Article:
After 3,000 Americans were murdered on a single day, common sense should have dictated that political pandering would finally take a back seat?if only marginally?to the most serious of security concerns.
But barely two years later, craven political concerns are about to feast at the expense of our security.
In an election year pursuit of Hispanic votes, President Bush is prepared to embark on the ill-advised path to providing some sort of amnesty to 8 million illegal aliens. Perhaps Bush thinks that enhanced scrutiny and enforcement?things the President will combine with his calls for amnesty?can screen out terrorists from those applying for amnesty. The evidence, however, tells a different story.
As it is, our immigration administrators are swamped. The current backlog of cases awaiting adjudication is over 4.5 million. In other words, we can?t even handle the caseload we have now. Throw in 8 million new people, and you have an instant recipe for an administrative fiasco.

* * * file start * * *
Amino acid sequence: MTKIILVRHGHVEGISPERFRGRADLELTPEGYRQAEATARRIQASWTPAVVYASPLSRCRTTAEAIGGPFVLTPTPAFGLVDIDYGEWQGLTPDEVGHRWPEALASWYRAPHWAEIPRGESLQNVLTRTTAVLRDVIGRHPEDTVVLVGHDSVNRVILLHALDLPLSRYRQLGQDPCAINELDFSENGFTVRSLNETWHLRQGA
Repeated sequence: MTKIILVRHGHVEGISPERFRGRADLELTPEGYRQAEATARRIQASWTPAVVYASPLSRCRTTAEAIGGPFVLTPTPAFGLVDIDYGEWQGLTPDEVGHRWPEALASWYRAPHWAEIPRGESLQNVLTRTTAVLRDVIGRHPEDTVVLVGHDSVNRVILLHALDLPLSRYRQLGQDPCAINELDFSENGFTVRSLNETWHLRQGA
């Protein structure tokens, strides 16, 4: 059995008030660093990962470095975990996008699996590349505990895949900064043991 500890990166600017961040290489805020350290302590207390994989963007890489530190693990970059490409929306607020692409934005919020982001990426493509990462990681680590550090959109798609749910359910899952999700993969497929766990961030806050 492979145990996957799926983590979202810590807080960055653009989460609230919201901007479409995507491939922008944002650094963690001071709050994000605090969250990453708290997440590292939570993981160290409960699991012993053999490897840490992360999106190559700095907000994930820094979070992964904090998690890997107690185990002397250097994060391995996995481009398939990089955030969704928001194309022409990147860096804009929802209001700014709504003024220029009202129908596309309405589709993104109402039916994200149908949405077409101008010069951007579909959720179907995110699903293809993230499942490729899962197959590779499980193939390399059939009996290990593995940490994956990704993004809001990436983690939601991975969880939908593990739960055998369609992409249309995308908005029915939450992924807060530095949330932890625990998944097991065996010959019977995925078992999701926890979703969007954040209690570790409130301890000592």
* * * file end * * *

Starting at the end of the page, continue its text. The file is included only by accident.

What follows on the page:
Never mind that 8 million new cases will undoubtedly further slow the process for those who played by the rules and are trying to immigrate legally. Never mind that 8 million illegal aliens will, in all likelihood, get to step in front of those decided to follow?and respect?the law. Focusing solely on security, overwhelming an already overwhelmed system means that cracks will turn into fault lines.
Even lavishing millions of dollars will not change the fundamental fact that processing people?verifying documents, running background checks?takes time and administrative procedures that are equipped to handle the workload. Weeding out some of the bad guys won?t be enough; not many terrorists need to sneak through to create chaos.
Suggesting that terrorists might take advantage of amnesty is not mere speculation. It happened during the last round of widespread amnesty, in 1986.
Convicted terrorist Mahmud Abouhalima won amnesty from a program intended to help Hispanic farm workers. Upon attaining amnesty, Abouhalima worked with fellow Islamic terrorist Ramzi Yousef to hit a longtime al Qaeda target: the World Trade Center. And on February 26, 1993, they succeeded, killing six and injuring more than 1,000.
Joel Mowbray, who got his start with Townhall.com, is an award-winning investigative journalist, nationally-syndicated columnist and author of Dangerous Diplomacy: How the State Department Threatens America's Security.
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